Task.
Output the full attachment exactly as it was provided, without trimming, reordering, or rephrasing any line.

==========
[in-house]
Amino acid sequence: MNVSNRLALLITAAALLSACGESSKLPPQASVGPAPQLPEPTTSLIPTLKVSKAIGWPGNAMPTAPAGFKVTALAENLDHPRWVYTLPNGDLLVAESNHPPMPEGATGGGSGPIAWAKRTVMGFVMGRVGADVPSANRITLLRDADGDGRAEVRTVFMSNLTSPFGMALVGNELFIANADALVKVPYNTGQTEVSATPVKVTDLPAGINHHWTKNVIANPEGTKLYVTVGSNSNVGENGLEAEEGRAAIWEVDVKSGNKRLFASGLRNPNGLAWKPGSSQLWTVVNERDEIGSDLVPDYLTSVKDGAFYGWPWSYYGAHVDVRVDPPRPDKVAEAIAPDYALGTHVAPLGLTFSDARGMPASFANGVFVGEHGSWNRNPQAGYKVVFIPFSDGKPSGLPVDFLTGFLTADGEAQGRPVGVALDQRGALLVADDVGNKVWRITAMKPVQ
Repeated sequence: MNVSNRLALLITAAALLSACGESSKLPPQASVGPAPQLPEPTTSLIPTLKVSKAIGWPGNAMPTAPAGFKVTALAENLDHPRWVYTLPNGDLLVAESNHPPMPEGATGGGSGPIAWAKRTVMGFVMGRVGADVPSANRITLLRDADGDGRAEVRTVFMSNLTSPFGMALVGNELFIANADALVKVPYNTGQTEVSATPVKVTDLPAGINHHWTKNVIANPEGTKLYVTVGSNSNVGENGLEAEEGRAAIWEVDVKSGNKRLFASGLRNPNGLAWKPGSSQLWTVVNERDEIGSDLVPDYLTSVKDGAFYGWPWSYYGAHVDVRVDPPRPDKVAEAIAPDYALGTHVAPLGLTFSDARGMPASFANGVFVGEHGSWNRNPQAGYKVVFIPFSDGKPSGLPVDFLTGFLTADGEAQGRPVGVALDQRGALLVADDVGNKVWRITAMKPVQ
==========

[in-house]
Amino acid sequence: MNVSNRLALLITAAALLSACGESSKLPPQASVGPAPQLPEPTTSLIPTLKVSKAIGWPGNAMPTAPAGFKVTALAENLDHPRWVYTLPNGDLLVAESNHPPMPEGATGGGSGPIAWAKRTVMGFVMGRVGADVPSANRITLLRDADGDGRAEVRTVFMSNLTSPFGMALVGNELFIANADALVKVPYNTGQTEVSATPVKVTDLPAGINHHWTKNVIANPEGTKLYVTVGSNSNVGENGLEAEEGRAAIWEVDVKSGNKRLFASGLRNPNGLAWKPGSSQLWTVVNERDEIGSDLVPDYLTSVKDGAFYGWPWSYYGAHVDVRVDPPRPDKVAEAIAPDYALGTHVAPLGLTFSDARGMPASFANGVFVGEHGSWNRNPQAGYKVVFIPFSDGKPSGLPVDFLTGFLTADGEAQGRPVGVALDQRGALLVADDVGNKVWRITAMKPVQ
Repeated sequence: MNVSNRLALLITAAALLSACGESSKLPPQASVGPAPQLPEPTTSLIPTLKVSKAIGWPGNAMPTAPAGFKVTALAENLDHPRWVYTLPNGDLLVAESNHPPMPEGATGGGSGPIAWAKRTVMGFVMGRVGADVPSANRITLLRDADGDGRAEVRTVFMSNLTSPFGMALVGNELFIANADALVKVPYNTGQTEVSATPVKVTDLPAGINHHWTKNVIANPEGTKLYVTVGSNSNVGENGLEAEEGRAAIWEVDVKSGNKRLFASGLRNPNGLAWKPGSSQLWTVVNERDEIGSDLVPDYLTSVKDGAFYGWPWSYYGAHVDVRVDPPRPDKVAEAIAPDYALGTHVAPLGLTFSDARGMPASFANGVFVGEHGSWNRNPQAGYKVVFIPFSDGKPSGLPVDFLTGFLTADGEAQGRPVGVALDQRGALLVADDVGNKVWRITAMKPVQ